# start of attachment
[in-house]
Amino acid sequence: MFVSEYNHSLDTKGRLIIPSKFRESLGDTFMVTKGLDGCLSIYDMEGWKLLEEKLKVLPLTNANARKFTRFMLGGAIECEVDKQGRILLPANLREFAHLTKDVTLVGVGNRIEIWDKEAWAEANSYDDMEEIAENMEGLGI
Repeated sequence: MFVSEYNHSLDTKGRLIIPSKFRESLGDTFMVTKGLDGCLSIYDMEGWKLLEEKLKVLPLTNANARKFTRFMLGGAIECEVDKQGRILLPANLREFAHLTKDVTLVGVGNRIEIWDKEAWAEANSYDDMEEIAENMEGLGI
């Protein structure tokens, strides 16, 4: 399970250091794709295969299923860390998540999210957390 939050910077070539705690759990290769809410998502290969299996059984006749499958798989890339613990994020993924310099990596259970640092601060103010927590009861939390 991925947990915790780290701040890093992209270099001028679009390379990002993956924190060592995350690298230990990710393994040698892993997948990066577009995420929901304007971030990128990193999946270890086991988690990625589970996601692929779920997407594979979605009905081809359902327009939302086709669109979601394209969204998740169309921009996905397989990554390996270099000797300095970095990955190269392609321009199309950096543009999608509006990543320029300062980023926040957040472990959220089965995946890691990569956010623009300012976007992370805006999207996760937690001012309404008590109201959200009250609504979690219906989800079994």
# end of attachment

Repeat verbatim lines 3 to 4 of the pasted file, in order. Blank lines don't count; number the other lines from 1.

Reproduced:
Repeated sequence: MFVSEYNHSLDTKGRLIIPSKFRESLGDTFMVTKGLDGCLSIYDMEGWKLLEEKLKVLPLTNANARKFTRFMLGGAIECEVDKQGRILLPANLREFAHLTKDVTLVGVGNRIEIWDKEAWAEANSYDDMEEIAENMEGLGI
């Protein structure tokens, strides 16, 4: 399970250091794709295969299923860390998540999210957390 939050910077070539705690759990290769809410998502290969299996059984006749499958798989890339613990994020993924310099990596259970640092601060103010927590009861939390 991925947990915790780290701040890093992209270099001028679009390379990002993956924190060592995350690298230990990710393994040698892993997948990066577009995420929901304007971030990128990193999946270890086991988690990625589970996601692929779920997407594979979605009905081809359902327009939302086709669109979601394209969204998740169309921009996905397989990554390996270099000797300095970095990955190269392609321009199309950096543009999608509006990543320029300062980023926040957040472990959220089965995946890691990569956010623009300012976007992370805006999207996760937690001012309404008590109201959200009250609504979690219906989800079994």